Amid all the Meghan Markle mania as of late, a few co-workers have asked why we are so obsessed with royals—particularly royal weddings. My personal guess is the "fairytale" aspect. Growing up, our storybooks were flooded with princesses and princes, kings and queens and Cinderella-type stories where women were "saved" by a suitor on a white horse. Perhaps the allure is that these fictional characters, once only known to us in the pages of a paperback, actually exist to some degree. The reality may not be pumpkin-turned–golden carriage, but the magic, in a more palpable sense, is still there.
Royal families also provide a form of escapism. "I think that looking at happy couples and young children and families forming, the positive aspects of what it means to be human, is nice and gives us a respite from the headlines, sensationalism, and hourly breaking news about what's going on in our own country," licensed clinical psychologist Donna Rockwell tells the Huffington Post. So with Harry and Meghan's nuptials this past weekend, we thought we'd provide even more of an escape by taking a retroactive look at the dazzling tiaras of past royal weddings. (Although, there are so many that we couldn't include them all, but we think you'll enjoy these regal brides).
Albert Frederick Arthur George (later known as King George VI) married Elizabeth Bowes-Lyon, who later became queen, in 1923. They had two daughters, Elizabeth (the present queen of England) and Margaret (who was second in line to the throne but passed away in 2002). On their wedding day, Elizabeth was the picture of a 1920s beauty. She wore the Strathmore Rose Tiara, a gift from her father, flapper-style across her forehead. Fun fact: Different parts of the crown can be taken apart and worn as brooches.
Margaret, Queen Elizabeth II's sister, was previously proposed to by Group Captain Peter Townsend, a Royal Air Force officer, but the Church of England refused to marry them because he was a divorcé. She eventually left him and married photographer Antony Armstrong Jones, who would later become Earl of Snowdon, but they eventually divorced. Despite being a "controversial" member of the royal family, we can all agree she was a vision for her marriage to Jones. The bride broke tradition by wearing the Poltimore Tiara rather than borrowing one from the royal collection. She had bought the crown at auction the year before.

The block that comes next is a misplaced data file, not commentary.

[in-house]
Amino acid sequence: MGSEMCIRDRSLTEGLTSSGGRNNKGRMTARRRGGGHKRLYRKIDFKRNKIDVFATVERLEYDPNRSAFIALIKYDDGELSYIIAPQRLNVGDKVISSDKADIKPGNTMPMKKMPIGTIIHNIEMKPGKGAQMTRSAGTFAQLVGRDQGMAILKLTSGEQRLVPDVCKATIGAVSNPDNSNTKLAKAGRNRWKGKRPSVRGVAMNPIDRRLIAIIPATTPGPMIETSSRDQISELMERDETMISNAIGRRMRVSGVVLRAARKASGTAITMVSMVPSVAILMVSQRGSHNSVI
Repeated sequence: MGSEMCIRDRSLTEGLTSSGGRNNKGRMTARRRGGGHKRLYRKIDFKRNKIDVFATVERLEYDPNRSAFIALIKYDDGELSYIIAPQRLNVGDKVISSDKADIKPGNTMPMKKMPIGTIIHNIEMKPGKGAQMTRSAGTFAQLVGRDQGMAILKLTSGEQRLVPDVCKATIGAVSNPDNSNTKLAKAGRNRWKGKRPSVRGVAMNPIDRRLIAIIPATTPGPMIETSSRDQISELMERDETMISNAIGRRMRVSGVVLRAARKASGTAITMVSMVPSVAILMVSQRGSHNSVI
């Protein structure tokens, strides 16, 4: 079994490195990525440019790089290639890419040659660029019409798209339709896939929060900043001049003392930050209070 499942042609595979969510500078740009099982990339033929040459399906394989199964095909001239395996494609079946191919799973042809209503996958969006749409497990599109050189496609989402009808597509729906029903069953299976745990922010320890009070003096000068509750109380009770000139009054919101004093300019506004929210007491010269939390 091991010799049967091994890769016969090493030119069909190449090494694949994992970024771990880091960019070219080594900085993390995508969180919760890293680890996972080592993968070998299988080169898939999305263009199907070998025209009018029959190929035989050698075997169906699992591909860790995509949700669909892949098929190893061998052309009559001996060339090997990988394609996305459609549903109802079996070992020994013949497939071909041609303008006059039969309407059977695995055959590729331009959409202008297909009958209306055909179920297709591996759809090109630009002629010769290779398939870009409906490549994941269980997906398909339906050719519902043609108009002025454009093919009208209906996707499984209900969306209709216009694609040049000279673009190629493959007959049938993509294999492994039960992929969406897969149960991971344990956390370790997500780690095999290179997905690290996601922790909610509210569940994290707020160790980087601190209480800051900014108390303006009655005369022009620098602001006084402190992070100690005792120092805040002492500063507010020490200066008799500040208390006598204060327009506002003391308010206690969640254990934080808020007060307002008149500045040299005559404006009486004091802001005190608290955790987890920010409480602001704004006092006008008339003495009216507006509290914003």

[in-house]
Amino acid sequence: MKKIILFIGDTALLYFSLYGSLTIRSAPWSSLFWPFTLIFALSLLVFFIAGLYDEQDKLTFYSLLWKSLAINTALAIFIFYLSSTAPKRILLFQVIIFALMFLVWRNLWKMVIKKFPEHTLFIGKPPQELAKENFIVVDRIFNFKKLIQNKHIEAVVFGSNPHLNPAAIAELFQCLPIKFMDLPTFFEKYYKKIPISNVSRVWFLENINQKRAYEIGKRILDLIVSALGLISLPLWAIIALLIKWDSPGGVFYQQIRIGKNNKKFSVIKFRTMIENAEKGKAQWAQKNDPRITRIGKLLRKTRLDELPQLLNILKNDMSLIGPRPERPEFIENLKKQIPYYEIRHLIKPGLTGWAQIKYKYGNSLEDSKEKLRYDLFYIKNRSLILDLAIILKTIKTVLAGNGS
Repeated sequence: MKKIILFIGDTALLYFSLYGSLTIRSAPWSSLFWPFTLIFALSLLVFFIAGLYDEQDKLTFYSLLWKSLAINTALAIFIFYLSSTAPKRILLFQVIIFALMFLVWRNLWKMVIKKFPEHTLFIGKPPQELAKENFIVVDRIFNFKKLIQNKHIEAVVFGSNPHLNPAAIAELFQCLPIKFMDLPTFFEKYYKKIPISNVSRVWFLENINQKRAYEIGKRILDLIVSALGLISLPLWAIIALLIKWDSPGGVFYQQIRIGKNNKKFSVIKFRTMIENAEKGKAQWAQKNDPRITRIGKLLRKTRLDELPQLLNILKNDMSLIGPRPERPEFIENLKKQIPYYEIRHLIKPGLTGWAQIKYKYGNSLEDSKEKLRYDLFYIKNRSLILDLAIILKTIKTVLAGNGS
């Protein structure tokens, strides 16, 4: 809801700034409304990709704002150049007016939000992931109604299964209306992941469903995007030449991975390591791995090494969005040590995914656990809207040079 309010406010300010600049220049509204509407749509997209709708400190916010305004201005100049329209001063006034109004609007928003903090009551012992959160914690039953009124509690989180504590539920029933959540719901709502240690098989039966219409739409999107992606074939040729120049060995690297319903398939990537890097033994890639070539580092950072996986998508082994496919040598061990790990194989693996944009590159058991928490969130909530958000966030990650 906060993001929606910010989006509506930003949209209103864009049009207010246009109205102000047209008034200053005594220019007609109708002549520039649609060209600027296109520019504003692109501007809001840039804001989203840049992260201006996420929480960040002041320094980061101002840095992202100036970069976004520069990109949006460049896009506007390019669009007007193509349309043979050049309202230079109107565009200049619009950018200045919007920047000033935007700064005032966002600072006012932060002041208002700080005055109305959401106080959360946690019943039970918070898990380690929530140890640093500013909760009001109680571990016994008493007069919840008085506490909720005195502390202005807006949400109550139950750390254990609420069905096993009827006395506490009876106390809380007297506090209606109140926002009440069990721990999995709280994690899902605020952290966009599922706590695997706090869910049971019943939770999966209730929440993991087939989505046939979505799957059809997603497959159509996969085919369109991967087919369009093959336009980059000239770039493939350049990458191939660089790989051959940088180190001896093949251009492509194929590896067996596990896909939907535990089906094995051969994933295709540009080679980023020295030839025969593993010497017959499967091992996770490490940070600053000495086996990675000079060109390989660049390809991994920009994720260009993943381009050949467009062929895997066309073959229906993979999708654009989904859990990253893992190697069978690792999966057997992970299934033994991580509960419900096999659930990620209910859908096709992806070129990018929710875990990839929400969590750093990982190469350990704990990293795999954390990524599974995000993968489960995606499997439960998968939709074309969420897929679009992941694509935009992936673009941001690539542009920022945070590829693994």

In 1947, Queen Elizabeth II married Philip, Duke of Edinburgh, a former prince of Greece and Denmark (who was actually her distant cousin—they're both great-grandchildren of Queen Victoria). On the day of her wedding, her tiara snapped in half—being a royal, of course, the court jeweller was summoned to fix it, and all was well. Judging by her beaming smile, the ceremony went off without a hitch.
Perhaps one of the most iconic wedding dresses to date, Grace Kelly, a Hitchcock Blonde turned real-life princess, met her husband, Prince Rainier III, at the Cannes Film Festival. Her Juliet cap in lieu of a crown will serve as Pinterest wedding board fodder for decades to come.
Princess Diana was the people's princess, no matter what country you were from. Her marriage (and later divorce) was complicated, but there's no denying she was like something out of a storybook on her wedding day. She opted for the Spencer Tiara, which belongs to her family, rather than wearing one of the Queen's pieces. Like most tiaras, it is actually made up of many different pieces of jewellery.
Prince Félix of Luxembourg married Claire Lademacher, a bioethics researcher in 2012, making her a Princess of Luxembourg with the style of Royal Highness. Her tiara is a royal heirloom, having been worn by several brides prior.
Letizia Ortiz Rocasolano married Felipe, the Prince of Asturias, after a 10-year marriage to a high school literature teacher that ended in divorce. When Felipe's father, King Juan Carlos of Spain abdicated his throne, Felipe and Letizia became King and Queen. She's the first Queen of Spain to have been born a commoner. Letizia wore the Prussian Tiara that's been worn by many Asturias royals.
Queen Rania Al Abdullah of Jordan is somewhat of an Instagram style star, with over 4.4 million followers and a distinct sense of fashion. Prior to marrying King Abdullah, she worked for Citibank and Apple doing marketing. The couple wed at a "lavish" ceremony just six months after meeting—one of the bride's assistants later revealed Rania's updo was so high that she had trouble getting into the car. The hairstyle was accented not by a tiara, but a bejewelled hairband.
Princess Lalla Salma of Morocco married King Mohammed VI in 2001 and was granted the title of Princess Lalla, with the style of Royal Highness on her marriage. She wore a striking tiara along with dotted face paint along her cheeks and in-between her brows, a traditional look past Moroccan princesses have also worn.
Last but not least, Catherine, Duchess of Cambridge. Kate was jaw-dropping on her widely anticipated wedding day. The Cartier-designed tiara has 739 brilliant-cut diamonds and 149 baguette diamonds.
Put your best foot forward.
A tiara for minimalists.
Who says merchandise can't be chic?
A wear-forever piece.
Up next, find out Meghan Markle's real name.